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Humanities 2017, 6(2), 23; doi:10.3390/h6020023

Literary Autozoographies: Contextualizing Species Life in German Animal Autobiography

Graduate School of the Humanities, Julius-Maximilians-Universität Würzburg, Würzburg 97080, Germany
Academic Editor: Joela Jacobs
Received: 31 January 2017 / Revised: 2 April 2017 / Accepted: 6 April 2017 / Published: 13 April 2017
(This article belongs to the Special Issue Animal Narratology)
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Abstract

What does it mean to take animal autobiography seriously and how can we account for the representation of life-narrating animals? The article investigates animal autobiographies as ‘literary autozoographies’, drawing attention to both the generic contexts and the epistemological premises of these texts. Adopting a double-bind approach stemming from autobiographical research as well as cultural animal studies, the article focuses on early nineteenth-century equine autozoographies from the German-speaking tradition. These texts are discussed exemplarily in relation to the parameters of fictional autobiographies, before they are contextualized with historical discourses regarding horses in natural history and so-called ‘horse-science’. Due to the fact that the poetics and aesthetics of the genre are modeled on the templates of factual autobiographies, the article argues that literary autozoographies can be read as fictional autobiographies as well as meta-auto/biographical discourse undermining autobiographical conventions. Furthermore, it shows that literary autozoography and zoology share a common historical and ideological epistemology accounting for the representation of animals in both fields. Literary autozoographies thus participate in the negotiation and production of species-specific knowledge. Reading Life of the Mecklenburg Mare Amante (1804), Life of a Job Horse (1807) and Life of a Worn-Out Hack (1819) alongside equine-centric discourses around 1800, the article demonstrates in what ways these texts can be regarded as part of a regime of knowledge attributing emotions and cognitive capacities to horses, while simultaneously arguing for humane treatment on the basis of interspecies homologies. View Full-Text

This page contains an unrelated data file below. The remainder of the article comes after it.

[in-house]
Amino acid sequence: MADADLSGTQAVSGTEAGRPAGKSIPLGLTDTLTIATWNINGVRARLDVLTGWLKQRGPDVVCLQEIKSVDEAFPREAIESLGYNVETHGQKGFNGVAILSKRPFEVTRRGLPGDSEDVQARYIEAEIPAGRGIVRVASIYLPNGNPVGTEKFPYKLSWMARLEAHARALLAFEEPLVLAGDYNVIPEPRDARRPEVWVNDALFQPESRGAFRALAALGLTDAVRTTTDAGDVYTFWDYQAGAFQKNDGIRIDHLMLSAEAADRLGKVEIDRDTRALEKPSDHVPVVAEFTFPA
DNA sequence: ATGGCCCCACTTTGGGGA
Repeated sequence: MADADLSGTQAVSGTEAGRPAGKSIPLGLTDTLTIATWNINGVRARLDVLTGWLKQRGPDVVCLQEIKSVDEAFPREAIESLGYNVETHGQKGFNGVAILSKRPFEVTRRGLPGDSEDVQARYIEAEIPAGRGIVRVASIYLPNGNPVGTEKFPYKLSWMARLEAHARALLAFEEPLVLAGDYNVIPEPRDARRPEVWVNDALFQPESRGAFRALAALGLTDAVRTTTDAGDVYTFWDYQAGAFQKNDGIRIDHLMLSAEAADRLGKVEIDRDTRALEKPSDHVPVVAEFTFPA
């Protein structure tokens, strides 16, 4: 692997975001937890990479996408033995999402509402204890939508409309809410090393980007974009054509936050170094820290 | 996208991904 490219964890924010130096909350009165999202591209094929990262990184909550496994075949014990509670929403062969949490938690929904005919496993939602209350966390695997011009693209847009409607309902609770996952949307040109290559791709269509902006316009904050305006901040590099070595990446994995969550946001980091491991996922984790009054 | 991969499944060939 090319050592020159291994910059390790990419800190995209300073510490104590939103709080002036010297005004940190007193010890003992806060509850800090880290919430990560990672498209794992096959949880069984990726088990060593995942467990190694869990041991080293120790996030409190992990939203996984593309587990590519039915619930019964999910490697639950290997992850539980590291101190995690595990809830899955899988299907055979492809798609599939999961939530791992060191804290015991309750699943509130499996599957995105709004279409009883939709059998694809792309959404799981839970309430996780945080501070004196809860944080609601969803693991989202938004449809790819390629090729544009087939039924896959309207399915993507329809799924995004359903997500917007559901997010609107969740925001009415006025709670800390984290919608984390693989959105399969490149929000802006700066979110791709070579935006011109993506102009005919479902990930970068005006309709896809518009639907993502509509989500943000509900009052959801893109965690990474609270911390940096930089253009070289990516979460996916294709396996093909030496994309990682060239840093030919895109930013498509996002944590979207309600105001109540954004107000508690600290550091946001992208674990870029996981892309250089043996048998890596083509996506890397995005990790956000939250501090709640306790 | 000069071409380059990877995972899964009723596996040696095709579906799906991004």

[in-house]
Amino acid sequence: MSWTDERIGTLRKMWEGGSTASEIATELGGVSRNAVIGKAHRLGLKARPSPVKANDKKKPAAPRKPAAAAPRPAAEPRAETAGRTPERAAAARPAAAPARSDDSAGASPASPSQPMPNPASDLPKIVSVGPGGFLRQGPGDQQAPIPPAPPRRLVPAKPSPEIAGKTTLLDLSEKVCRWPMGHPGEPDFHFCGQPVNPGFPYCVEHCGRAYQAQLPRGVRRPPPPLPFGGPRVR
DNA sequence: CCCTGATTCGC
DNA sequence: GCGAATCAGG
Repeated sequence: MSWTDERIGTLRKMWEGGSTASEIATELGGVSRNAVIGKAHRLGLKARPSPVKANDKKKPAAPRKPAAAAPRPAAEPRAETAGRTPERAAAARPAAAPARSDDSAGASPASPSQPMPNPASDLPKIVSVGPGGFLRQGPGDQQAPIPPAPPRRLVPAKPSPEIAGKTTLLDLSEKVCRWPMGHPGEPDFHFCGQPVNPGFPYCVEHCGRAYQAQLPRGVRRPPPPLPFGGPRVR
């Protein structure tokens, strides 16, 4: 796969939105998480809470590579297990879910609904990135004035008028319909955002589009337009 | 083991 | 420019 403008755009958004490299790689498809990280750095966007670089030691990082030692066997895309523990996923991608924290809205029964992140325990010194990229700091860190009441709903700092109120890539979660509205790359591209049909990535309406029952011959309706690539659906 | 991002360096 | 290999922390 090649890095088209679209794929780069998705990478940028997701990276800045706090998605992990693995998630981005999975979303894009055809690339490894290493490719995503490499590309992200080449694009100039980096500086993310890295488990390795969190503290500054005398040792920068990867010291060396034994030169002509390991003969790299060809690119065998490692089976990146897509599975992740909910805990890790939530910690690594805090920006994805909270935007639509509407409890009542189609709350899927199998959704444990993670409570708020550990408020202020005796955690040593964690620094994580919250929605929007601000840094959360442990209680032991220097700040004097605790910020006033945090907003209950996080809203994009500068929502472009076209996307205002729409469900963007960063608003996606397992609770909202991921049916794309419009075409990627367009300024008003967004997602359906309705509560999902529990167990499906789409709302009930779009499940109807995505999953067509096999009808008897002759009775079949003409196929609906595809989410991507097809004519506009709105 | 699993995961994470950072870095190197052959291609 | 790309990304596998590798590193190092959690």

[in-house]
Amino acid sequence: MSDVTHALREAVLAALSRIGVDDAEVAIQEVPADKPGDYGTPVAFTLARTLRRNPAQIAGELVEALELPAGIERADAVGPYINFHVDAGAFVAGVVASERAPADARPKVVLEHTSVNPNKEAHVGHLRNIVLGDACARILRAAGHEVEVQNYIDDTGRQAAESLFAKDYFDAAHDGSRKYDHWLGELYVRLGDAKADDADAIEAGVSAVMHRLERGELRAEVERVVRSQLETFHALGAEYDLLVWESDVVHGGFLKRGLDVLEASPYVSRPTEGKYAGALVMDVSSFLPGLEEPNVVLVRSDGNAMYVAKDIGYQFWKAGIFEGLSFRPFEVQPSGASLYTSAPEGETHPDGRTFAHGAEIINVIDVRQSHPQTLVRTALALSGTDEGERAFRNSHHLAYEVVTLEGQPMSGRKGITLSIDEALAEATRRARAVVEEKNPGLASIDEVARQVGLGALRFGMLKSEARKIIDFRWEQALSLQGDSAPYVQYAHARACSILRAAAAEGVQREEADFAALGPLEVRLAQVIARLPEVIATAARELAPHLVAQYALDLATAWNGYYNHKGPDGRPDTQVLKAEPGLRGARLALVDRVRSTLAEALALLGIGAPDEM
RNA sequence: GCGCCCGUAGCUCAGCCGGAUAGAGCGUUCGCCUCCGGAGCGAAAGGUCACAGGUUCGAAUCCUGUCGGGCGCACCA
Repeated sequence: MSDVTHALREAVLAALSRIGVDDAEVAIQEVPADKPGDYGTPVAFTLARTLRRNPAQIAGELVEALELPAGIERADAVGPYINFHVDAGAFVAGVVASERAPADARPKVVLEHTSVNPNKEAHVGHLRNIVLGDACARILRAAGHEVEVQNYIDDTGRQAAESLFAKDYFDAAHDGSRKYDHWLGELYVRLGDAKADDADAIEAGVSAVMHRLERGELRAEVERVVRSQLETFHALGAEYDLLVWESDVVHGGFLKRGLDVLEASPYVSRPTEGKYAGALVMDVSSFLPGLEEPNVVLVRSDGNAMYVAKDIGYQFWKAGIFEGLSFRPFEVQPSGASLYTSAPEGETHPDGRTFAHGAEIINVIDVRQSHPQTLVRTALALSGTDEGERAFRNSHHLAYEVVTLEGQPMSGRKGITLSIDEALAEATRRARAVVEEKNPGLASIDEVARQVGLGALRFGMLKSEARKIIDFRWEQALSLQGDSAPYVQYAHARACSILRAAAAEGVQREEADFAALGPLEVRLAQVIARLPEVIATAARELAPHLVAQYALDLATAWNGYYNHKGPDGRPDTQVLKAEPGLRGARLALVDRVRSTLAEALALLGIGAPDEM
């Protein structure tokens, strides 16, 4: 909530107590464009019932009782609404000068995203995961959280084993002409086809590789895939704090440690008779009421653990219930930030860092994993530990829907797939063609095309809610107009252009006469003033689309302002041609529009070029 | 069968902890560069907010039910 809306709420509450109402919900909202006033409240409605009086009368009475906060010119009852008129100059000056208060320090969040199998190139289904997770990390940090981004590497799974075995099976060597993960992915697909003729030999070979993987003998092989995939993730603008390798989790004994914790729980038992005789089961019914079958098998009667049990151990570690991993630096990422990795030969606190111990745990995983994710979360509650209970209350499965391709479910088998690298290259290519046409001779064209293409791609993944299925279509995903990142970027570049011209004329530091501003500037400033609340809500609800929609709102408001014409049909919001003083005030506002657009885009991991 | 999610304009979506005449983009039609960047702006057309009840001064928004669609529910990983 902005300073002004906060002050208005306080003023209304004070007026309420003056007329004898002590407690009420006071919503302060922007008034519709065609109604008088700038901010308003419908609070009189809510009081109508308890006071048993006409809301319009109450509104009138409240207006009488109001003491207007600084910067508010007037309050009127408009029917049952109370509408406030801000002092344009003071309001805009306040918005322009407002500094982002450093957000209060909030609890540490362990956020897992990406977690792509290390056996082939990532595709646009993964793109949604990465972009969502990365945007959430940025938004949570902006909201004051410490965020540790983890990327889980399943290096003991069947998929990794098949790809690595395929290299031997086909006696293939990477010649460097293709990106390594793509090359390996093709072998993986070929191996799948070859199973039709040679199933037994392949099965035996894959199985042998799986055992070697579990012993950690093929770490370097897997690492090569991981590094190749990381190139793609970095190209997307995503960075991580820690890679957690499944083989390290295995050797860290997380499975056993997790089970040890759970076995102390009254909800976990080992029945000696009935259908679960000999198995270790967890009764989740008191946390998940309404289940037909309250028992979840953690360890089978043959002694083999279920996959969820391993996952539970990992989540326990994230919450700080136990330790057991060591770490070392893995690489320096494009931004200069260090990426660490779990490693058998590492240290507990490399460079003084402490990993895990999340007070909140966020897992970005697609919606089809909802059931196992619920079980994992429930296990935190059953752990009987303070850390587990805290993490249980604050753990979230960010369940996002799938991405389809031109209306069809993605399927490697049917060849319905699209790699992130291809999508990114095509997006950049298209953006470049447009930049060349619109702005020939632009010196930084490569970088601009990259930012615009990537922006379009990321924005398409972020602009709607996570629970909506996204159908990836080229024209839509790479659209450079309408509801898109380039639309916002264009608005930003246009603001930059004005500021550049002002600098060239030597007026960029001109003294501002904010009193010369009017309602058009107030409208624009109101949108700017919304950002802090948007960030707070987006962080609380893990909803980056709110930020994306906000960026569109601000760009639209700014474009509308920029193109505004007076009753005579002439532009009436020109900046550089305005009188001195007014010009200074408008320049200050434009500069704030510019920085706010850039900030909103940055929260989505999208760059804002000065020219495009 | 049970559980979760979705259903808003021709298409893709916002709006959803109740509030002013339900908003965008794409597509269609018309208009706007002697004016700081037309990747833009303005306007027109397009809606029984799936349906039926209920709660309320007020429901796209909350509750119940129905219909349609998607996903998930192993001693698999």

Keywords: animal autobiography; fictional autobiography; meta-autobiography; life writing; contextualist narratology; cultural and literary animal studies; poetics of knowledge; zoology; natural history; equine autozoography; horse-science animal autobiography; fictional autobiography; meta-autobiography; life writing; contextualist narratology; cultural and literary animal studies; poetics of knowledge; zoology; natural history; equine autozoography; horse-science
This is an open access article distributed under the Creative Commons Attribution License which permits unrestricted use, distribution, and reproduction in any medium, provided the original work is properly cited. (CC BY 4.0).

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Middelhoff, F. Literary Autozoographies: Contextualizing Species Life in German Animal Autobiography. Humanities 2017, 6, 23.

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